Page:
ABOVE PHOTO: Guests ride Grover’s Alpine Express at Busch Gardens® Williamsburg, a family-friendly roller coaster at Sesame Street® Forest of Fun™. ™/©2016 Sesame Workshop. All Rights Reserved. ©2016 SeaWorld Parks & Entertainment, Inc
We are in an industry that is ever changing: evolving, setting, racing, or chasing the latest trends of technology and society. Some trends are short-lived while others, like intellectual property (IP)-based attractions, have staying power. These hallmarks of family photo albums everywhere are so quickly being integrated into the thought and design process of attraction development that you don’t ask whether there is an IP component, but what is the IP?
This isn’t a bad thing. IPs may bring great power to an attraction and park. There is great marketing potential in utilizing something the public already knows and loves. The characters, their personalities, their stories, the places, and the brand are well-known and alleviate the need of the park and designers to develop these from scratch.
Licensing an IP doesn’t, however, mean that the design work is done, the attraction markets itself, and all a park needs to do is build a ride and use the IP to name it. The IP provides recognition by its fans, who will demand an attraction that lives up to, or exceeds, their expectations.
IP alone doesn’t equal a great attraction; a successful result emerges when IP is part of a well-executed process. For designers, an IP-based attraction means there are now two clients to please – the owner of the park and the owner of the IP. In this article, we offer guidelines for success and look at several outstanding examples of IP-based attractions. One of the examples is a PGAV Destinations project; the others are not. The guidelines aren’t projectspecific; they are universal points to ponder when adding an IP-based attraction.
Start with the basics – if possible, before the IP is even selected. What are the goals of the project? Look at the park demographics and determine if the need is to strengthen the existing base, or reach out to an untapped segment. How does the attraction mix need to grow? Is there an attraction type that will elevate lower attendance times? What capitol and land are available? What is the park’s brand?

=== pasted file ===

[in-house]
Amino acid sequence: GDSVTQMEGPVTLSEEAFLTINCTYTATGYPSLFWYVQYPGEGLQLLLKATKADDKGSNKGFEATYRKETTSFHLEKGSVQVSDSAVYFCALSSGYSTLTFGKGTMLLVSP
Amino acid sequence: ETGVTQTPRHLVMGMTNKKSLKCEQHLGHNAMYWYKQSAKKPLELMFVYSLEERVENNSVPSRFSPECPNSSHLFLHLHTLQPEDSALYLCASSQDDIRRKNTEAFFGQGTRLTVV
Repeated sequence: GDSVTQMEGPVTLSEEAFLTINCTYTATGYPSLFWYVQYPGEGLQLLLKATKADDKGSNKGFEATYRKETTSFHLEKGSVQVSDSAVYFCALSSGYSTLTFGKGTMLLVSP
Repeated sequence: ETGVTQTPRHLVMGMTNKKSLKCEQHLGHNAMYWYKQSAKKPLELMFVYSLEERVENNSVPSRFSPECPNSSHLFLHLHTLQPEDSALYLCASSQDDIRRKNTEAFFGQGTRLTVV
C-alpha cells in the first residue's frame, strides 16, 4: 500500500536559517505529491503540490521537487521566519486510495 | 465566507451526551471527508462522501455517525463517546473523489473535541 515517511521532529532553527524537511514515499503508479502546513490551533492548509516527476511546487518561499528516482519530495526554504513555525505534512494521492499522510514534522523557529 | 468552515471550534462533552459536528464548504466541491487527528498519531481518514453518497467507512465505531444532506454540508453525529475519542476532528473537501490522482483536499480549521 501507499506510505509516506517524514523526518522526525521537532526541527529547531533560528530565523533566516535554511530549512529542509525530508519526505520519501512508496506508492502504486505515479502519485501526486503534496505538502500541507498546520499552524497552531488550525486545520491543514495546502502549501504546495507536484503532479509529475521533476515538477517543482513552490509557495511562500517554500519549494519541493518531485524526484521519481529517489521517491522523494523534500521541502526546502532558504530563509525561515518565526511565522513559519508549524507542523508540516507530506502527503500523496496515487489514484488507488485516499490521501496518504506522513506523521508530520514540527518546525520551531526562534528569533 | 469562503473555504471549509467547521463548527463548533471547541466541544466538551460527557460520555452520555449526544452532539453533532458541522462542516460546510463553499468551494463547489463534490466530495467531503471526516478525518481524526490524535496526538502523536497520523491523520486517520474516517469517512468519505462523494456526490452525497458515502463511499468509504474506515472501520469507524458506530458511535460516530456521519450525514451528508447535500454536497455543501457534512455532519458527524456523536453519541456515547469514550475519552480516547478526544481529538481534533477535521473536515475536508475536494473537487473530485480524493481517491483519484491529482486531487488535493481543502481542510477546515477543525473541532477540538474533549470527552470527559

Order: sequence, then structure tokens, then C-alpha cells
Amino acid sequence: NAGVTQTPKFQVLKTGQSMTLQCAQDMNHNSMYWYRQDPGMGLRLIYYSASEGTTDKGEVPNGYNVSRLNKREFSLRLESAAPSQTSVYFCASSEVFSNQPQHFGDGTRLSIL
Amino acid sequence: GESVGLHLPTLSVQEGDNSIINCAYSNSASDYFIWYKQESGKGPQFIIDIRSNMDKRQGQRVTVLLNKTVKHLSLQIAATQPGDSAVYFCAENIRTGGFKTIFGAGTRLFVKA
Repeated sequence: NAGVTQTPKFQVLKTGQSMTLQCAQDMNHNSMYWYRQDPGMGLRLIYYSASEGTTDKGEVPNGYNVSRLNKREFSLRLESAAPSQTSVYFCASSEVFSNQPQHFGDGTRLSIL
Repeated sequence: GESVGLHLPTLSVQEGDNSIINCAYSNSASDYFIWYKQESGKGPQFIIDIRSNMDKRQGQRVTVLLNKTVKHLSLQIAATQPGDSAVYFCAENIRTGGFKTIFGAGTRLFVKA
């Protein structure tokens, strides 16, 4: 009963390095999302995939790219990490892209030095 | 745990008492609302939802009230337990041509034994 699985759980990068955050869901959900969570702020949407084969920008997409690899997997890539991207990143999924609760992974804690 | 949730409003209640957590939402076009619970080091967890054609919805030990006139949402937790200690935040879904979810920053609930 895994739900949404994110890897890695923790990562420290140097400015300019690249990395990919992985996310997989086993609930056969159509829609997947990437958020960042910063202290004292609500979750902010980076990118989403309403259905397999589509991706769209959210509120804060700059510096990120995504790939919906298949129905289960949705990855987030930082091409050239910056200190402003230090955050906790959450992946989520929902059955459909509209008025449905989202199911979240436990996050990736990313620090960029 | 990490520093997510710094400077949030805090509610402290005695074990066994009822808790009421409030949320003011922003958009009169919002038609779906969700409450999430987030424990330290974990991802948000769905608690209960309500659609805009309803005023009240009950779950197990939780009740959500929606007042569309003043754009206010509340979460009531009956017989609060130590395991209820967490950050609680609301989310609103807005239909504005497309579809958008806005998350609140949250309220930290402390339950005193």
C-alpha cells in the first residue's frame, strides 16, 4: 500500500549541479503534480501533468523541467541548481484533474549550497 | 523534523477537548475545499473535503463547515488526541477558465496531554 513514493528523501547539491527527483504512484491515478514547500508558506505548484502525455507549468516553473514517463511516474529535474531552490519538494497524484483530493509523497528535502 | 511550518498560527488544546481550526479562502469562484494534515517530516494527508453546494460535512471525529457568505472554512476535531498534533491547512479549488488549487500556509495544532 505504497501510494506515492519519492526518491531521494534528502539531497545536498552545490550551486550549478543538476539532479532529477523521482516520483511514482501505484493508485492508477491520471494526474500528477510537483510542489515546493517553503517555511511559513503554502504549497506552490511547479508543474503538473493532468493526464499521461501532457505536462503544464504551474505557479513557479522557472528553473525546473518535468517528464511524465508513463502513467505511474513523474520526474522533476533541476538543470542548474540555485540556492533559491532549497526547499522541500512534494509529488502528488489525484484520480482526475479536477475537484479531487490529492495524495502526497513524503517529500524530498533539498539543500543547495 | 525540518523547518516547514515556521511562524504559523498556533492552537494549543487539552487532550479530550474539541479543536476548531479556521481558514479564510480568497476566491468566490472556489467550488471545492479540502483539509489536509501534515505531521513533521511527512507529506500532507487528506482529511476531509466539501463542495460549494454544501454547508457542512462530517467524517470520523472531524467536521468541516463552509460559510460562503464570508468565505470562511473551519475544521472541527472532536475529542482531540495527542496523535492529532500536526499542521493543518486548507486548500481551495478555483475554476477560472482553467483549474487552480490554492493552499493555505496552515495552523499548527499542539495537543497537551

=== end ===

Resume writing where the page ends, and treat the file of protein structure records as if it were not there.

There may not be finite answers to all of these, but a direction can be established. This empowers the team to choose an IP that supports the goals of the park and fits within the park’s brand – or transforms it in a desired way. The possibility of success greatly increases with good communication (not a big surprise). If the park owner has a clear vision of their goals and needs, chooses an IP that is in alignment with them, and communicates them clearly with the IP holder and designer, then everyone shares the same vision and can work to develop a project that meets everyone’s needs.
It’s important to do prep work along the lines indicated above. To use a cooking metaphor, suppose the IP-based attraction is a dish to be served to a particular group of diners. If the team in the kitchen selects the ingredients before knowing the final dish, that’s comparable to selecting the IP and setting the terms of its use and even the program before a direction is known. It can result in serving a sandwich or a souffle when what was needed was a salad – in other words, a less-than-perfect fit, that could have been much better. This can frustrate all parties involved. The attraction may fit the IP but not the needs of the park – or vice versa.